There are numerous locations in northern Nevada where gold can be found close the surface, and is easily located with metal detectors. Some of the best mining areas are found in Humboldt, Elko, and Pershing Counties. Many gold nuggets have been found here since the mid-1800s, and there are plenty more nuggets waiting to be found still.
Pershing County does have several gold districts, although most of these districts have yielded economically insignificant gold production or have had inconsistent records around production figures or deposit locations.
With that said, Pershing County is quite possibly the best area in Nevada for the small-scale gold miner due to the sporadic, yet rich gold deposits that can be found here.
The Rye Patch/Majuba Gold Placers
The Rye Patch placers are located here east of Majuba Mountain, which are world famous for the shallow surface deposits of gold that can be worked with metal detectors. A rare form of gold, known as chevron gold, is also found at Rye Patch.
In fact, gold prospectors from all around the western United States often visit Rye Patch to search for gold.
There is no water at the location of the placers, so the most popular methods to find gold are with metal detectors and drywashers.
These gold deposits, which are found east of Majuba Mountain and west of Rye Patch Reservoir, were first found in the 1930s. This is still a very productive gold district within Pershing County, and metal detectorists can still find plenty of gold nuggets here.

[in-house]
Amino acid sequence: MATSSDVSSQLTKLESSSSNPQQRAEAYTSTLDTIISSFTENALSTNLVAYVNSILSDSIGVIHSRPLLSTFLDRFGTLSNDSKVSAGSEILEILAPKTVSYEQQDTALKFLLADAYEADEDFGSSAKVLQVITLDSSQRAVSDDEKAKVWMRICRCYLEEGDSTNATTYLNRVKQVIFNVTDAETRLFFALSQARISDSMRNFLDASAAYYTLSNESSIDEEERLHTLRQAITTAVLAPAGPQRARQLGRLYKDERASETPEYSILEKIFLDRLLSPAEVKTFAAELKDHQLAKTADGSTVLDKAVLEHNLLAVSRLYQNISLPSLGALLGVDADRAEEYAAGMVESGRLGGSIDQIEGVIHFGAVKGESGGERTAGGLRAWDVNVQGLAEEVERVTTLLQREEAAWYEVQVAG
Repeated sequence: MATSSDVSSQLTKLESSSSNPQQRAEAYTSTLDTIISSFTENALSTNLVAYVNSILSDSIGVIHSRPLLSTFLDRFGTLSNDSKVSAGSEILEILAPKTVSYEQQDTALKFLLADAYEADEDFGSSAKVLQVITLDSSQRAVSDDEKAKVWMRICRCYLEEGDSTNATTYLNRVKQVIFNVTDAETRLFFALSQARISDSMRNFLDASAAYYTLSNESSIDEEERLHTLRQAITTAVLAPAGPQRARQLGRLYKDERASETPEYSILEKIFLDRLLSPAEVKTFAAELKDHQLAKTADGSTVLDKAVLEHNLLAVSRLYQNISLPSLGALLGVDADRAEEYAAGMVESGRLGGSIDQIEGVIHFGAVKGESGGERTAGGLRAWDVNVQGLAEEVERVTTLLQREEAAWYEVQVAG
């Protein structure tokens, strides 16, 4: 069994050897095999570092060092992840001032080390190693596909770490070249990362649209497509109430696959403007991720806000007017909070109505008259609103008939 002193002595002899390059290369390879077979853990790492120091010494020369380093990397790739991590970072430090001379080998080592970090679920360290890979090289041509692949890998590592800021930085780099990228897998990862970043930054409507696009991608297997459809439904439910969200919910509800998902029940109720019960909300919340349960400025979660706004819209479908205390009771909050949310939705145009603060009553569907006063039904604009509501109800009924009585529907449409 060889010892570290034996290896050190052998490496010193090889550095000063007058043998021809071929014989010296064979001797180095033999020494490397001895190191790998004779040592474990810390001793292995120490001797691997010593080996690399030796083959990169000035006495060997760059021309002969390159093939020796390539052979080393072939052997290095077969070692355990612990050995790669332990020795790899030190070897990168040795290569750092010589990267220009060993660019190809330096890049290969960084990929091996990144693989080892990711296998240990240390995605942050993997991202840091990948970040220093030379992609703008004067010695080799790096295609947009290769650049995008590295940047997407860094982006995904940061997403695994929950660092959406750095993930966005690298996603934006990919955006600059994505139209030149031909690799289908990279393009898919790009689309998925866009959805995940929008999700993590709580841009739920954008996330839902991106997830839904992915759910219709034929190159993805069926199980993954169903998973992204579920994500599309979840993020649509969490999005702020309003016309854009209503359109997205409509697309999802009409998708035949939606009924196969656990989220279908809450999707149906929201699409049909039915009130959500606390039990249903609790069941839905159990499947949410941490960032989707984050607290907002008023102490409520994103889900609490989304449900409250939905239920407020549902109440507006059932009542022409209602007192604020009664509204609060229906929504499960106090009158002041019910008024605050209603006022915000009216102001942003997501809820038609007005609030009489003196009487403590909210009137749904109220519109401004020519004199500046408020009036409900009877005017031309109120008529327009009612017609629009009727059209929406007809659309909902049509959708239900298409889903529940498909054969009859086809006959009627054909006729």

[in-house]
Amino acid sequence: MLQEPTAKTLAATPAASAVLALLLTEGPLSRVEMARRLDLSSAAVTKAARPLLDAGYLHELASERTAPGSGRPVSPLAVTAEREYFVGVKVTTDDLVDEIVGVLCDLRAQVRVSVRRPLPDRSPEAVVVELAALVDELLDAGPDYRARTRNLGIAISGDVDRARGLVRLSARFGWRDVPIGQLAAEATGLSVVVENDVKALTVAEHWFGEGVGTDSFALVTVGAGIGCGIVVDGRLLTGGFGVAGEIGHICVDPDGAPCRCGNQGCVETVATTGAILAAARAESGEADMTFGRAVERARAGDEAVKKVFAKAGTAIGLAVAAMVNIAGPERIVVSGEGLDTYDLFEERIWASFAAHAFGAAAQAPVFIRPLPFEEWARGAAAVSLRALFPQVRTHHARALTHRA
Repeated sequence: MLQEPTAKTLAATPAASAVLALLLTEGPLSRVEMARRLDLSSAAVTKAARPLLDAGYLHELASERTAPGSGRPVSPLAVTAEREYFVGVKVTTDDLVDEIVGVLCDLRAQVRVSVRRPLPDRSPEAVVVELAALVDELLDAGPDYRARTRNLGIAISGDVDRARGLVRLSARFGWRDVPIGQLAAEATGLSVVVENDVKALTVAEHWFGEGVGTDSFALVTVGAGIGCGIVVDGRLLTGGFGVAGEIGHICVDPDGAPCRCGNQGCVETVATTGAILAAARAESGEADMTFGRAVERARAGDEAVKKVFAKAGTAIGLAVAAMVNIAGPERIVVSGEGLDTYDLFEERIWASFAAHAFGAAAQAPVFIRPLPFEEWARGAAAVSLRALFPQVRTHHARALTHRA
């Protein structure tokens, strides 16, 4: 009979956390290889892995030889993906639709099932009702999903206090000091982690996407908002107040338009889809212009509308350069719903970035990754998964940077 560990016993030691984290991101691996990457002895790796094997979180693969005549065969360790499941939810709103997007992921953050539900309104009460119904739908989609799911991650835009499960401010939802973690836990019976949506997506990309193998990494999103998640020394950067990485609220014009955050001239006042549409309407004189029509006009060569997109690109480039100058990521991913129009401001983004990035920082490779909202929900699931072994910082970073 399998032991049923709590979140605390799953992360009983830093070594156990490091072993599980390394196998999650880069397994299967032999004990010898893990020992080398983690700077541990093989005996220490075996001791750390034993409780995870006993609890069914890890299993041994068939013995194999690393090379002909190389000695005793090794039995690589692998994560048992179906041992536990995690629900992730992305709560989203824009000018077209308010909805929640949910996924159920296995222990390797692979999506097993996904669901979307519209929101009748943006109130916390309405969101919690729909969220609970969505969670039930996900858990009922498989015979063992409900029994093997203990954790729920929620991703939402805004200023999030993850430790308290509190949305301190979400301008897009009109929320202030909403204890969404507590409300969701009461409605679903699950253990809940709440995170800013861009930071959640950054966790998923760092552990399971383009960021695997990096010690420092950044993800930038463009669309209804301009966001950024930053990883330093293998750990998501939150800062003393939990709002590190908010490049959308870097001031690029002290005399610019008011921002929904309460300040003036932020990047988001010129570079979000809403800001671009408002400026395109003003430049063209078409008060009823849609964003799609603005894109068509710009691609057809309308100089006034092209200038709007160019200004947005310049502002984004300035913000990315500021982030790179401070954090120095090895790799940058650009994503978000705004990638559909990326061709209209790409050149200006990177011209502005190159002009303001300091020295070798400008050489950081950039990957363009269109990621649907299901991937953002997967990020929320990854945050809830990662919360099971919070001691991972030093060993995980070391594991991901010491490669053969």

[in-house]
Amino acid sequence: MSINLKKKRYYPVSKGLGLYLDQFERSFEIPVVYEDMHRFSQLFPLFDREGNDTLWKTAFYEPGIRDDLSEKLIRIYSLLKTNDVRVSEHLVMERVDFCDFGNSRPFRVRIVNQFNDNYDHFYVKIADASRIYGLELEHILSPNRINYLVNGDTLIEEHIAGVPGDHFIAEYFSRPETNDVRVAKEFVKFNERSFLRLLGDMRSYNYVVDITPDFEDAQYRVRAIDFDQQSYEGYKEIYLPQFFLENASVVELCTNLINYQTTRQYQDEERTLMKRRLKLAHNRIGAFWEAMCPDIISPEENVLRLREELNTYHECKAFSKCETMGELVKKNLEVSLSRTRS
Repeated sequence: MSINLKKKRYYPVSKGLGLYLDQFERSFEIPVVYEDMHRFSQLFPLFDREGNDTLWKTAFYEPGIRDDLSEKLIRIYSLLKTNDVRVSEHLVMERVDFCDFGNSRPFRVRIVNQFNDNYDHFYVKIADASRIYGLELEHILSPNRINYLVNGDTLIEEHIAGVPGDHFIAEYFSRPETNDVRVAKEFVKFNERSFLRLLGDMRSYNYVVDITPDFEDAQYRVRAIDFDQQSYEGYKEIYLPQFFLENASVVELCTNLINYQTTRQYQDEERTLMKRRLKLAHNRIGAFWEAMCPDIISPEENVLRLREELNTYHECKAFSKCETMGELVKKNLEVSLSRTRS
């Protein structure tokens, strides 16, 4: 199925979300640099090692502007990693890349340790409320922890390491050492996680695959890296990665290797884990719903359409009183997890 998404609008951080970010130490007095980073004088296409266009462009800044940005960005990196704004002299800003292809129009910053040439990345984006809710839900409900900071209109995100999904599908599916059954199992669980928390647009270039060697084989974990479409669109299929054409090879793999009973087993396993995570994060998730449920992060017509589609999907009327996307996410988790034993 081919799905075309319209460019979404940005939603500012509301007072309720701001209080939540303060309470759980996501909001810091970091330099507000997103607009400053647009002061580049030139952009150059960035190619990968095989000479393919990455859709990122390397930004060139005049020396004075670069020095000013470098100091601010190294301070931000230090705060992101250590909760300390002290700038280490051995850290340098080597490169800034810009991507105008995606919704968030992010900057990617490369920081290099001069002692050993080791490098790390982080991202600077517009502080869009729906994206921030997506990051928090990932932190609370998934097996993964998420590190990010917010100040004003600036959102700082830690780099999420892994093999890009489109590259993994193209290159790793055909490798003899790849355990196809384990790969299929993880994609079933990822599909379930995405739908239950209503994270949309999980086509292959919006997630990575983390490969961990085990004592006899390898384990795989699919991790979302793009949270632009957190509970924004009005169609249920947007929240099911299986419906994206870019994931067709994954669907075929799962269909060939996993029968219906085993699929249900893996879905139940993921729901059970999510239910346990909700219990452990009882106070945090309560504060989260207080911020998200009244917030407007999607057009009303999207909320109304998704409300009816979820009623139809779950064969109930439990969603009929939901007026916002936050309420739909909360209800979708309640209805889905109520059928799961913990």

Drywashers also work well here, once you have located a deposit. Historic diggings can be a good indicator to help you locate concentrations of gold.
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Certainly most of the large and easy-to-find gold nuggets have long ago been found. I have talked to many prospectors who hunted Rye Patch during the 1980’s who would routinely find an ounce of gold per day on average. Most of the nuggets were very close to the surface and easy to locate, even with the older metal detector technology of the time.
Rye Patch has never been known for producing exceptionally large gold nuggets, but certainly some nice multi-ounce pieces have been found over the years. Rye Patch’s claim to fame is the unique chevron type gold nuggets that are often found here. These have a very interesting texture that is highly valued by collectors.
Many people will tell you that Rye Patch is now “worked out,” but the truth is that skilled miners are still consistently finding gold nuggets here. The newer metal detectors that have come out in recent years have certainly helped with their good technology. The Minelab GPZ 7000 and the SDC 2300 are both proving to be superior detectors at Rye Patch.
Mining at Rye Patch
Access to Rye Patch is relatively good during much of the year. Just be aware that northern Nevada can have very volatile weather, and storms can blow in at any time. Make sure you are prepared and equip your vehicle with the appropriate supplies when you venture into the desert.
Land ownership at Rye Patch is a “checkerboard” of private and public lands. Much of the land here is claimed. The private land is owned by the railroad, and the public land is managed by the Bureau of Land Management.